Cigarettes. Alcohol. Gambling. Heroin. When most people think of addiction, these are the things that come to mind. While you may not be enabling a pack-a-day habit, you may have addictive tendencies to something much more minor. Think about it: If I told you that your morning coffee is off-limits tomorrow, how do you react? Are you cool as a cucumber or is your heart racing a bit at the thought? What about if I asked you to delete Instagram off your phone for a month? Or no shopping this weekend? What things may you be low-key addicted to, and how are those things ruling your life? Lauren’s Top Tips are here to help you discover your low key addictions, determine if they’re a problem, and keep them in check.
Gotta have it?
Think about the necessities in your life (I’m not talking food and oxygen, but the individualized things that make their way into your daily life). What is your attitude toward them? Do you wake up thinking about it or count down the minutes until you can have it? Do you think everything sucks, but it will all be okay once you can have that thing? These types of thoughts suggest an addictive mindset. Most of us can agree that it’s more than possible to live without coffee, but if you wake up thinking about your 9am cup and that you’ll be able to get through your day only once you get your hands wrapped around that warm mug, then you may have an unhealthy attachment to that cup of joe.
Getting in the way?
Some things that we love enhance our lives and others hinder our lives. One good way to determine which is which is to evaluate if you have the resources to sustain your vice. Is your habit taking up too much time that you need for other things (family, work, sleep), or too much money (that should be spent on rent, good food, paying off debt, or retirement savings)? If so, it may be time to reevaluate its importance and placement in your life. Don’t sacrifice the important “musts” in your life.
Make it work on your (new) terms!
We’ve all heard the expression “everything in moderation”… and it’s a good one! If you’re finding that your habit is more excessive than moderate, fear not. Being low-key addicted does not mean you’re doomed to be a slave to your habit. Decide how often is reasonable to have that Starbucks or check those socials, and set calendar alarms in your phone to alert you that it’s go-time. This way, you can take it off your mind and know that you’ll still have that thing when the time is (predetermined-ly) right. It’s a great way to let your mind look forward to it and lets you cut the obsessive thinking.
Release the associated anxiety.
Now that you have your plan in place and you know when you’re going to indulge, help yourself get into your new habits by minimizing any anxiety that comes along with cutting back. It’s very common to feel like your mind is always on the one thing you can’t have, which can lead to feelings of anxiety. There are many ways to keep them in check. A couple favourites include: deep breathing (to help the physical symptoms of anxiety, such as rapid heard beat, sweating, or stomach issues) and mindfulness (to help you bring positive attention to all the things you do during the day that you’re not low-key addicted to, and show yourself the pleasure you can derive from those things). You do have the power to rule your feelings, and these techniques can really help ease the transition.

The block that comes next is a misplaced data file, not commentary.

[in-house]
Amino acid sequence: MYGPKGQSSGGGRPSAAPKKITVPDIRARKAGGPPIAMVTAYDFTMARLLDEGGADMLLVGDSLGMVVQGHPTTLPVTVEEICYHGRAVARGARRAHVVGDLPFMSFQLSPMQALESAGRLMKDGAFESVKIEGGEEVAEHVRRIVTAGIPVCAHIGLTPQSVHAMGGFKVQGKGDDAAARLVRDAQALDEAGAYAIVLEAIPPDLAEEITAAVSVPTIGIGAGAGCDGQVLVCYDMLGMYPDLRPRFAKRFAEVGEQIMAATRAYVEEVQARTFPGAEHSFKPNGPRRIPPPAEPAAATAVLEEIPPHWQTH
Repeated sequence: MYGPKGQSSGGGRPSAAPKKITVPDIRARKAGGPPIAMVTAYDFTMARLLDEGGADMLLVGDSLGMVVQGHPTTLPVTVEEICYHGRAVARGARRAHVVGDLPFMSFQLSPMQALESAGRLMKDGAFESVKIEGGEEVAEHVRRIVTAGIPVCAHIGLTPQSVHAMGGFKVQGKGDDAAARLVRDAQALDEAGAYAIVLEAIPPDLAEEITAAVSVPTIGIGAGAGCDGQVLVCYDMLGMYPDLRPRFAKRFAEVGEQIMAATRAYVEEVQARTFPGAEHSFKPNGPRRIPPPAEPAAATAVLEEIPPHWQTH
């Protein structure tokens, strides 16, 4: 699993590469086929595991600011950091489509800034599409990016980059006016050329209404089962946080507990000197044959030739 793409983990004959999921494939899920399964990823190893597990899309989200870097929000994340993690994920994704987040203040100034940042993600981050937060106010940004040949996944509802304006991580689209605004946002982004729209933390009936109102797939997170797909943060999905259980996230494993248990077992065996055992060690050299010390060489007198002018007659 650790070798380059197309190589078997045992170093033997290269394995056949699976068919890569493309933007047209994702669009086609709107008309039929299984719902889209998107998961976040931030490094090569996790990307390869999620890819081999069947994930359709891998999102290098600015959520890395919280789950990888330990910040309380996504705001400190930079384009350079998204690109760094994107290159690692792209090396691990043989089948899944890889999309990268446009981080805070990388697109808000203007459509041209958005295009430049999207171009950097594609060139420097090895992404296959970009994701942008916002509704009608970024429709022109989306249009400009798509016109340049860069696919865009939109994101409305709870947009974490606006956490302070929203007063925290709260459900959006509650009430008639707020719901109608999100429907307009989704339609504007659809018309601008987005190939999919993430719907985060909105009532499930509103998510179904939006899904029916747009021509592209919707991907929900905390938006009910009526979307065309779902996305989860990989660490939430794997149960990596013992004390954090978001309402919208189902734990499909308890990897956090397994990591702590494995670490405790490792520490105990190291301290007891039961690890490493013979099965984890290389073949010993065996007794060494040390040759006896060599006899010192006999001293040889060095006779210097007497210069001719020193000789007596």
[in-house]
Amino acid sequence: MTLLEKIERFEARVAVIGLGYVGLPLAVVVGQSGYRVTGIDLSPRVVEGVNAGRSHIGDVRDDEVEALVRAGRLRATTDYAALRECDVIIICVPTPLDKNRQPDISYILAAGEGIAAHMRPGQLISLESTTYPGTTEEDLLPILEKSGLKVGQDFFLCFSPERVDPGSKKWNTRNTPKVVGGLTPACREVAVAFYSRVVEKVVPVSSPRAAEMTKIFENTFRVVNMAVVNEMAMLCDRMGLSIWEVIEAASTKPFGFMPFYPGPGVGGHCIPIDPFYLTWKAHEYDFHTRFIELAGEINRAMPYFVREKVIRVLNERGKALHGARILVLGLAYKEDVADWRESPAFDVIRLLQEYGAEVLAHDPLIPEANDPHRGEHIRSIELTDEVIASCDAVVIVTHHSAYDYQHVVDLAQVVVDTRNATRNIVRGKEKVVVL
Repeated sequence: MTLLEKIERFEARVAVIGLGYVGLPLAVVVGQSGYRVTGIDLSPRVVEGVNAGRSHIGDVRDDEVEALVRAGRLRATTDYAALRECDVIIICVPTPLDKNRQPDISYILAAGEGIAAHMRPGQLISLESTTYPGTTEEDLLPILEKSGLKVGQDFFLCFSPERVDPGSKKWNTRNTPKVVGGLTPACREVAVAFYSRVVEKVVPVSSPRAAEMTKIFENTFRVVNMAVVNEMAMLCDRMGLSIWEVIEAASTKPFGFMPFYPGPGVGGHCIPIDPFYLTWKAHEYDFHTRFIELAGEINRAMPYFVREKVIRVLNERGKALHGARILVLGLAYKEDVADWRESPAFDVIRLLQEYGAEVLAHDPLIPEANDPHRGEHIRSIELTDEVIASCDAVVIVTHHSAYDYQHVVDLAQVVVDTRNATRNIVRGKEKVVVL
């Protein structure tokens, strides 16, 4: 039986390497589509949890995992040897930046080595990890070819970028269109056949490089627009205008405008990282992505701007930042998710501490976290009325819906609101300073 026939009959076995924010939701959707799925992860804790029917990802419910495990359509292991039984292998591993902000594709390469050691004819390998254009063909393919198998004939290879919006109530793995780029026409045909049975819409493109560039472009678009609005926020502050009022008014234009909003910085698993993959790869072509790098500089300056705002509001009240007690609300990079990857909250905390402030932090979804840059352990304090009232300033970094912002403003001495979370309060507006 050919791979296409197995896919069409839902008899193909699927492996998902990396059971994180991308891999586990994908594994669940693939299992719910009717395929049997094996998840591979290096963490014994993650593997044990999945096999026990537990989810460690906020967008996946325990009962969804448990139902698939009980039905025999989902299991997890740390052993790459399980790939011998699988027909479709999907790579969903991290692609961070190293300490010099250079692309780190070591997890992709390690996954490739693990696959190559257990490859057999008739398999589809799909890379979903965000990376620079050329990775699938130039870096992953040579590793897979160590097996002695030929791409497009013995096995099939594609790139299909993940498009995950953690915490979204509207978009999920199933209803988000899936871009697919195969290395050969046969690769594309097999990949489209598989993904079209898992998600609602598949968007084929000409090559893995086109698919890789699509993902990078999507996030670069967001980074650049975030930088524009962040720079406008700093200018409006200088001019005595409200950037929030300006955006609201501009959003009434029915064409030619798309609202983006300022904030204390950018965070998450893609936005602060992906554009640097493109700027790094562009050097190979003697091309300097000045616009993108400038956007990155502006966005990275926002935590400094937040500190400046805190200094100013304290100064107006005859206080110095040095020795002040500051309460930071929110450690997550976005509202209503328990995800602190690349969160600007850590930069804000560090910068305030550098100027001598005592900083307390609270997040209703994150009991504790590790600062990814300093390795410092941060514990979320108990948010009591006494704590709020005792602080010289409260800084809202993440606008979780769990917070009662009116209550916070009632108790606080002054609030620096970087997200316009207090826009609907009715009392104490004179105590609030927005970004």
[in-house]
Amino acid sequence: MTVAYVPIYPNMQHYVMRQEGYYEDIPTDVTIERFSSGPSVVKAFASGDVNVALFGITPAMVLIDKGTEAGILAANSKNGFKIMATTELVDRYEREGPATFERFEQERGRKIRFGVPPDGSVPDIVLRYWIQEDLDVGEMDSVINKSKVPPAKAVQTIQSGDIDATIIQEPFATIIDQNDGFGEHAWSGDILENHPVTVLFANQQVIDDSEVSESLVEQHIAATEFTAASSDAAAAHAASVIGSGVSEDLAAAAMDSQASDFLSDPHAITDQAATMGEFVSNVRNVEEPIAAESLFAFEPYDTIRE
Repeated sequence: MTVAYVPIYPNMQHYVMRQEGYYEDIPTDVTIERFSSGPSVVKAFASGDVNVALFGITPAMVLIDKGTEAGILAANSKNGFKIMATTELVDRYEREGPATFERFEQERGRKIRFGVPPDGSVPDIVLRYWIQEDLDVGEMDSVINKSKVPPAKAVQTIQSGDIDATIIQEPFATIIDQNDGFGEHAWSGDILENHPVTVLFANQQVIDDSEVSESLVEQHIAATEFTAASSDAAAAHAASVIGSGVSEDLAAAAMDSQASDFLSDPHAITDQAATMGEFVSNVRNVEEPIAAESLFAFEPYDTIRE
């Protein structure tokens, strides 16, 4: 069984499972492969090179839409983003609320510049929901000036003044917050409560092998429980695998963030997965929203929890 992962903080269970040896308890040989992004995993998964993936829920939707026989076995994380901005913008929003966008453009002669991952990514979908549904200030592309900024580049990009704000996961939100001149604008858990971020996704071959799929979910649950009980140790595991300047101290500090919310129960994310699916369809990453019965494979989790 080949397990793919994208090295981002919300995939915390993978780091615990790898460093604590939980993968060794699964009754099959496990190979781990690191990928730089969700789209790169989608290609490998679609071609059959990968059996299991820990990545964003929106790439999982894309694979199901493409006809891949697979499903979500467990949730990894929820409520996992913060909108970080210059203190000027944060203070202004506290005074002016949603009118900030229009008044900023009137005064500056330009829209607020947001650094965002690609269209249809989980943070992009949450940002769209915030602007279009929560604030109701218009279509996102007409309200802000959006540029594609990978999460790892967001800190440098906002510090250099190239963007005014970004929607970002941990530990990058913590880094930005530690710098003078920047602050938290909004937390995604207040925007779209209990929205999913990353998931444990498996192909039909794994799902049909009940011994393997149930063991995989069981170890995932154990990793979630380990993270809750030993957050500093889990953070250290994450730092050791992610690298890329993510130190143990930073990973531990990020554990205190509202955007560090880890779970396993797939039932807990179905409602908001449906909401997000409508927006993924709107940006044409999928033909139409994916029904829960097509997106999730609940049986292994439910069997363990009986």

If you’re struggling to make changes on your own, you’re not alone. If change was always easy, we’d all morph into our best selves overnight! Seek out support from friends and family, or for more direct assistance, meet with a counsellor. Clinical hypnosis (my personal fave) can be an excellent tool to help you get over the hump of addiction and make changes in your life. Cognitive Behavioural Therapy (okay, so I have two faves) is a stellar therapy for helping change your thought process around your habits, leading to a more positive emotional response and easier behavioural change. Success!
Don’t punish yourself.
You just mobile ordered a venti latte, didn’t you? Don’t sweat it; happens to the best of us. The important thing is to get back on the horse. People often think that if they’ve blown their plan, they may as well over-indulge because the day is ruined anyway. Just because you’ve nipped into your chocolate stash or sneaked a peek at your socials off-schedule doesn’t mean you’re a failure. Remind yourself of your goal, remind yourself of the reason why it’s important to you, and resume the process. We all slip up sometimes; it’s what you do next that counts.
Remember, just because you enjoy something doesn’t mean it’s a problematic addiction. Having (relatively healthy) habits is normal, safe, and part of being a human being. Decide which of your habits are cool, which need to be kicked to the curb, and revel in your own power to make the changes!
**Disclaimer: The advice in this article is for informational purposes only and does not replace the diagnosis/treatment of a licensed medical or mental health professional.**
Lauren Berger is a Registered Social Worker Psychotherapist providing counselling and psychotherapy at IHI. Check her out at www.laurenberger.ca, drop her a line at firstname.lastname@example.org, follow her on Twitter: @LaurenBergerMSW, or sneak a peek at her Instagram: laurenberger_msw.